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Hoffmann, R. A wiki for the life sciences where authorship matters. Nature Genetics (2008)

Sequential assembly of myosin II, an IQGAP-like protein, and filamentous actin to a ring structure involved in budding yeast cytokinesis.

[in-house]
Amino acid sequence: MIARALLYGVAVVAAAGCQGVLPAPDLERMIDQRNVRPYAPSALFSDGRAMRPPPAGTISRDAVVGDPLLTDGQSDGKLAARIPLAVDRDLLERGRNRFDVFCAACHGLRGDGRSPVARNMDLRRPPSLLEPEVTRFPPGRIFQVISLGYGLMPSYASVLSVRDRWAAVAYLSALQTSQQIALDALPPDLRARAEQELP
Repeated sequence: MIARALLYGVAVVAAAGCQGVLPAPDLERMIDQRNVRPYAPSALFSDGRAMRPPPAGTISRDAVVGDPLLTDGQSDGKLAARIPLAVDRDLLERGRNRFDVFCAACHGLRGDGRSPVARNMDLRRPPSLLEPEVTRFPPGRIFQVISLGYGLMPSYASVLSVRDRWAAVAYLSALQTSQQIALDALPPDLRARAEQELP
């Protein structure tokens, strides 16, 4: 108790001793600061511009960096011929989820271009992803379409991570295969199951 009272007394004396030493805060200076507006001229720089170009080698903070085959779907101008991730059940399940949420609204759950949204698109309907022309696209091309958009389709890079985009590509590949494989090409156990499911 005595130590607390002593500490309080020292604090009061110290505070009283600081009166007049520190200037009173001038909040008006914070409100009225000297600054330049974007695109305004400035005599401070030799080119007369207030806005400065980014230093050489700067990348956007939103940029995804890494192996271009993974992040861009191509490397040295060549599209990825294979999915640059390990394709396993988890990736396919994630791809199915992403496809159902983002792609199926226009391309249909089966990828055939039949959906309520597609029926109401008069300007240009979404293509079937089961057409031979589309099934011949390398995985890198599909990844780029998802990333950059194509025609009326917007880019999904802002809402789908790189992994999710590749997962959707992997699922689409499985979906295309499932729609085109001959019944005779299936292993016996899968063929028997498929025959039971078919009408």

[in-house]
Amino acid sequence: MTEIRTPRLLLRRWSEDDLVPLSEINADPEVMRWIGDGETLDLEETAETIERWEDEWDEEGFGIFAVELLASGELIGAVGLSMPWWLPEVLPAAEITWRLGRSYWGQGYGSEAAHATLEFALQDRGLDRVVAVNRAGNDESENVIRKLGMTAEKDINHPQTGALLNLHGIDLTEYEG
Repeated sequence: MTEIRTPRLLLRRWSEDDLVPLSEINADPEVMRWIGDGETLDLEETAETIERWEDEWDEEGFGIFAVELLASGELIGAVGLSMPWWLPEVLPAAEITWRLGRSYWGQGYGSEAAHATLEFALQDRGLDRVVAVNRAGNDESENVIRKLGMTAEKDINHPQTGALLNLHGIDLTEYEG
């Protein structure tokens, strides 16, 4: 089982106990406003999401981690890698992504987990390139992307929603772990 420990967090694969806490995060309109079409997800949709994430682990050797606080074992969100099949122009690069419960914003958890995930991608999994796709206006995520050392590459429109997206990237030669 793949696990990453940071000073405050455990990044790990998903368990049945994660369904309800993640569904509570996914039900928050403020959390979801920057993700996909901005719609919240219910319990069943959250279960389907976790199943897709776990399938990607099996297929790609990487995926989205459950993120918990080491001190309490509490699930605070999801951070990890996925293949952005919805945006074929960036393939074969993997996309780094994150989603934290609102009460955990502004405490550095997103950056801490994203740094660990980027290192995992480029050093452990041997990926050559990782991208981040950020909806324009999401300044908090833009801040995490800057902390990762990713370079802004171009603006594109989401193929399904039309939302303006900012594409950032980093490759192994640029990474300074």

We have identified a Saccharomyces cerevisiae protein, Cyk1p, that exhibits sequence similarity to the mammalian IQGAPs. Gene disruption of Cyk1p results in a failure in cytokinesis without affecting other events in the cell cycle. Cyk1p is diffused throughout most of the cell cycle but localizes to a ring structure at the mother-bud junction after the initiation of anaphase. This ring contains filamentous actin and Myo1p, a myosin II homologue. In vivo observation with green fluorescent protein-tagged Myo1p showed that the ring decreases drastically in size during cell division and therefore may be contractile. These results indicate that cytokinesis in budding yeast is likely to involve an actomyosin-based contractile ring. The assembly of this ring occurs in temporally distinct steps: Myo1p localizes to a ring that overlaps the septins at the G1-S transition slightly before bud emergence; Cyk1p and actin then accumulate in this ring after the activation of the Cdc15 pathway late in mitosis. The localization of myosin is abolished by a mutation in Cdc12p, implicating a role for the septin filaments in the assembly of the actomyosin ring. The accumulation of actin in the cytokinetic ring was not observed in cells depleted of Cyk1p, suggesting that Cyk1p plays a role in the recruitment of actin filaments, perhaps through a filament-binding activity similar to that demonstrated for mammalian IQGAPs.[1]


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